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Wagner,  The Flying Dutchman: Soloists,  Orchestra Sinfónica de Sevilla. Chorus Amigos Teatro Maestranza. Conductor: Pedro Halffter. Teatro Maestranza de Sevilla. 8.2.2008. (JMI)

Production from Teatro Comanale di Bologna.

Director: Yannis Kokkos.
Sets and Costumes: Yannis Kokkos.
Lighting: Guido Levi.


Holländer: Trond Halstein Moe.
Senta: Elisabete Matos.
Daland. Walter Fink.
Erik: Jorma Silvasti.

Seville’s opera season began unusually late this season, in February, not October or November, probably because of building works. I did not have great expectations of the Flying Dutchman, being more a Mozartean myself (and eagerly awaiting the April Don Giovanni production featuring Erwin Schrott and Anja Harteros). But I was very keen to see if the Maestranza company could bring anything new to this warhorse of a work. Sadly not, it is one more Wagner opera performance, musically pure routine, and more flawed in cast than staging.

The production was imported from Bologna, where it was premiered eight years ago, under the theatrical, stage and costume direction of the Greek Yannis Kokkos. Here, the director was Giulio Ciabatti. The production is based on two very familiar elements in Kokkos’ works:  projections and a big sloping mirror at the back of the stage. Kokkos used both elements to great advantage, with clever positioning of the characters on the stage. Besides the mirror and projections, the production was almost minimalist, with the exception of the bow of the Dutch ship, though this possibly enters the stage in the wrong place.

The costumes tried to emphasize the contrast between black and white – they were black, and what little stage furniture and the floor were white. This was set off by good lighting work, particularly in the third act. So the production worked really well, full of good taste, and avoiding any distracting topicalities. The directing was more hit and miss, with the chorus too static in the first and third acts. The brightest point came with the spinners’ chorus and Senta’s ballad, where both the colour contrasts and the mirror were at their best. All in all, it was a fine production, firmly within classical traditions of  taste.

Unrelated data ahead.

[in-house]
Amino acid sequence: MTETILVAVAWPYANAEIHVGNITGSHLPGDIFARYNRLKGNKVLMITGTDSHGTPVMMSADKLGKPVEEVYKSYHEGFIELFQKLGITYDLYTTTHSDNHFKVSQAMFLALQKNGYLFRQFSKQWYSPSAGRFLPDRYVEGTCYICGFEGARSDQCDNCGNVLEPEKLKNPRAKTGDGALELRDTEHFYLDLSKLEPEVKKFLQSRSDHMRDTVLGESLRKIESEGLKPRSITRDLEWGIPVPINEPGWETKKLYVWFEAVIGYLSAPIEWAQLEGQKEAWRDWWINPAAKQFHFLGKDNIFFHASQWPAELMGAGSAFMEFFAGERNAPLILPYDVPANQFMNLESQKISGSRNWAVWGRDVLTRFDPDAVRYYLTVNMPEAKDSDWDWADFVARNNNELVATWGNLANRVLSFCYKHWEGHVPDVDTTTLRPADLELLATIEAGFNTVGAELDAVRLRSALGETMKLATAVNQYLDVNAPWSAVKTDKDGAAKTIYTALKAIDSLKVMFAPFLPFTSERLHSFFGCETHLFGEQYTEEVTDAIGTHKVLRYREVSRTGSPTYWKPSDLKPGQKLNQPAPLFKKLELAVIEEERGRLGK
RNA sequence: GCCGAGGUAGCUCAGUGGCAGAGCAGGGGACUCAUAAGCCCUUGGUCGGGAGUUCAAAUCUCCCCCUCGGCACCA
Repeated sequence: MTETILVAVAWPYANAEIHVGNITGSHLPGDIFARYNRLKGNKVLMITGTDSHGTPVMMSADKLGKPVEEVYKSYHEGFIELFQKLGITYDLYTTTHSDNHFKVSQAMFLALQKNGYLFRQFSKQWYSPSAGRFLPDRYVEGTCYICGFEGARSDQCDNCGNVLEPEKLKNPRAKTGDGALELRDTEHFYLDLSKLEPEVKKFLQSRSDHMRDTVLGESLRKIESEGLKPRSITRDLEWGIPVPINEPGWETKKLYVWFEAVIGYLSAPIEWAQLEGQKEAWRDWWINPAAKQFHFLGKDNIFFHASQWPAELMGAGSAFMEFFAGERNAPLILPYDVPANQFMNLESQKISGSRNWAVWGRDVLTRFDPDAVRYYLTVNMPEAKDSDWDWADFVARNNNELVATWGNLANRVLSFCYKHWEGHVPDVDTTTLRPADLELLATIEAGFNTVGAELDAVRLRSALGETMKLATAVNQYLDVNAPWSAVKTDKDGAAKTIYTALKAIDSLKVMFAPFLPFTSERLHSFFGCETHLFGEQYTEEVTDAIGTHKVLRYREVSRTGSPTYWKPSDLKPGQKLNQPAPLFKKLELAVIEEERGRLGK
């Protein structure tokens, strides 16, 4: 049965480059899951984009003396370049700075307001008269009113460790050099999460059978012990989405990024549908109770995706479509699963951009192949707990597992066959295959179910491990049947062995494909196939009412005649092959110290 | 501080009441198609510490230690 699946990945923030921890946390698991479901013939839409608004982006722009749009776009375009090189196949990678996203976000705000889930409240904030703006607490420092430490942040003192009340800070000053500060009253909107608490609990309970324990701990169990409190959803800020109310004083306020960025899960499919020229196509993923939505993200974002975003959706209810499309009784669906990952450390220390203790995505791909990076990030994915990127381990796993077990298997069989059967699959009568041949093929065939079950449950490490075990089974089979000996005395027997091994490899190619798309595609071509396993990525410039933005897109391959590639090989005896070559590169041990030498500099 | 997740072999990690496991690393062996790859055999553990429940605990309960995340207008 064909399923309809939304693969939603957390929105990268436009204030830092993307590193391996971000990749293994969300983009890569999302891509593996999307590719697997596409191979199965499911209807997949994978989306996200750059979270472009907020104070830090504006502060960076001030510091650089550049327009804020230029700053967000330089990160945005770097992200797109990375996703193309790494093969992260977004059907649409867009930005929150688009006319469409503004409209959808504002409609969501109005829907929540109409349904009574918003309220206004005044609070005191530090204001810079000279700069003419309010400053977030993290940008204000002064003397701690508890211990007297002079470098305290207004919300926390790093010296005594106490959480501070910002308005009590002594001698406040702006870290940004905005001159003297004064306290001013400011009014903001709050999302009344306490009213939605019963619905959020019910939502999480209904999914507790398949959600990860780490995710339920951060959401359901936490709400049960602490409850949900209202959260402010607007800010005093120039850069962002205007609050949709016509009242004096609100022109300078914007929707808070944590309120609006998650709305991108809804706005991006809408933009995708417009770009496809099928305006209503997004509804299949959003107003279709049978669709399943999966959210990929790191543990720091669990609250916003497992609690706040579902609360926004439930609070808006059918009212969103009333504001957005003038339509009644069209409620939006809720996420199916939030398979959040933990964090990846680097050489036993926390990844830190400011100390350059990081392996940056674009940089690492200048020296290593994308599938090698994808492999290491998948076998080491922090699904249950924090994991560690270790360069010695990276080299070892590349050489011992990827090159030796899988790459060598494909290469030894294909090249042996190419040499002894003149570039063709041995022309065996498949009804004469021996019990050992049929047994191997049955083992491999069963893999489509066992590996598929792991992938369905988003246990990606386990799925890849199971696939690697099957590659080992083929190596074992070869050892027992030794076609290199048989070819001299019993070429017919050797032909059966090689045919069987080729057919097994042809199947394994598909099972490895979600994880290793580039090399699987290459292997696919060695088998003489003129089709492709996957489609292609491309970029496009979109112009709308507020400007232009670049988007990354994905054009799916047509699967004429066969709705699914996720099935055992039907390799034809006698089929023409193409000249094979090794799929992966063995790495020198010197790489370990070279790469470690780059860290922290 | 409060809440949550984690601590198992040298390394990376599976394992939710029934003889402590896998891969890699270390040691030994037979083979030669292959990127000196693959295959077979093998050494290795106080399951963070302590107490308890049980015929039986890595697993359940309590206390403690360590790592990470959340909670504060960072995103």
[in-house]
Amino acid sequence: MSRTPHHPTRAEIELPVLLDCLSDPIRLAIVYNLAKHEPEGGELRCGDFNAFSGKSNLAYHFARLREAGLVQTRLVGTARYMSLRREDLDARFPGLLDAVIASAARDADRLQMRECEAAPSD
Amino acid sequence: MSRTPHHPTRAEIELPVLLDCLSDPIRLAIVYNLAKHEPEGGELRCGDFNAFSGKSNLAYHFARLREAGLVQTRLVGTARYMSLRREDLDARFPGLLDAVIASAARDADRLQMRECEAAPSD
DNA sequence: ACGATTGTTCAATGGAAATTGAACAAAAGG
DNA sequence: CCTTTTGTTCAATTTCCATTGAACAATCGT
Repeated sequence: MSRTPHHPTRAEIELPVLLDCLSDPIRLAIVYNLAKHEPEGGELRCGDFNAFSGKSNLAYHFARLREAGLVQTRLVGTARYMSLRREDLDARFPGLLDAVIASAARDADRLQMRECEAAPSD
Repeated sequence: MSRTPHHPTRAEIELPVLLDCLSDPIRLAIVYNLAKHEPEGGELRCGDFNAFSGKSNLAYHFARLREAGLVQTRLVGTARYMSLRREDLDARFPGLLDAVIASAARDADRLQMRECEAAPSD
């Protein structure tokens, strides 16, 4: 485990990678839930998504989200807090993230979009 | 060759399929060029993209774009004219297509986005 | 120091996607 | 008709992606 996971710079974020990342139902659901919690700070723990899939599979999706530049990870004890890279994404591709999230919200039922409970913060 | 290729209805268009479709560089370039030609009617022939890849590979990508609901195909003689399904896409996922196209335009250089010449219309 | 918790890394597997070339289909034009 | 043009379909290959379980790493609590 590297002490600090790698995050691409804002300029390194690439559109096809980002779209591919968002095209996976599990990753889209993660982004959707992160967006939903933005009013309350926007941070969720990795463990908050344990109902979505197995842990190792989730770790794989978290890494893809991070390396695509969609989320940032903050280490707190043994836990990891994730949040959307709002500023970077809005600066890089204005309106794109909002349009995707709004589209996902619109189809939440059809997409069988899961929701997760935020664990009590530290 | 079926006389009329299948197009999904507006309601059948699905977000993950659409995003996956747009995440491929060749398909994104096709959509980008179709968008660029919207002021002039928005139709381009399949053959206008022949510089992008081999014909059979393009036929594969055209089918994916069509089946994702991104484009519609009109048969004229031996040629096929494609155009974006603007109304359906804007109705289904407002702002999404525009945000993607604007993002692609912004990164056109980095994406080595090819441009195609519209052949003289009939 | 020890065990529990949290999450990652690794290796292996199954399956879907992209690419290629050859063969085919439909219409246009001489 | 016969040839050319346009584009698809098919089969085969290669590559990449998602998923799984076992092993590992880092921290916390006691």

Pedro Halffter had little operatic experience before taking over as the resident conductor at the Maestranza. I suspect this was his debut in staged Wagner opera. Was this why his reading seemed superficial and routine, more inclined to show energy in his gestures than truly exploring the score’s depths. His equally young compatriot, Juanjo Mena, achieved a far more interesting result in the same work in Bilbao. Even technically, there seemed problems of ensemble and some startling wrong notes from the below-par orchestra. Of the chorus, the men also fell short, the women were better.

Little-known Norwegian baritone Trond Halstein Moe sang the Dutchman himself and he seemed miscast to me. His light baritone was simply too inadequate at the bottom of the range and also had a number of problems (especially of voice production) higher up. His voice seemed too small for so large a theatre, he would have been stretched by Wolfram, let alone singing the Dutchman. With no disrespect intended to his musicianship or acting, he was simply in the wrong Fach.

Portuguese soprano Elisabete Matos was, by contrast, a good Senta. Matos today is a banker in anything she does, as she sticks to the more lyric Wagnerian repertoire and is  a regular artist at the Barcelona Liceu. She was a fully convincing interpreter tonight, living the role in depth and singing with full commitment and intensity in spite of some occasional fluffs. Matos is for me a really underrated artist, far less recognised than she deserves. Veteran  Austrian bass  Walter Fink was a well-cast, efficient Daland. He was at his best in the bright notes in the middle of his range, whereas above that he was at times too tightened and whitish. Jorma Silvasti was once again Erik and repeated his habitual correct interpretation with his usual problems in the high notes, where he did his best as always. In the secondary roles there were competent performances from Barbara Bornemann (Frau Mary) and Vicente Ombuena (Steuermann.

A full house gave the production a very warm, but uncharacteristically restrained reception, though Matos’s performance was clearly especially appreciated.

José M. Irurzun

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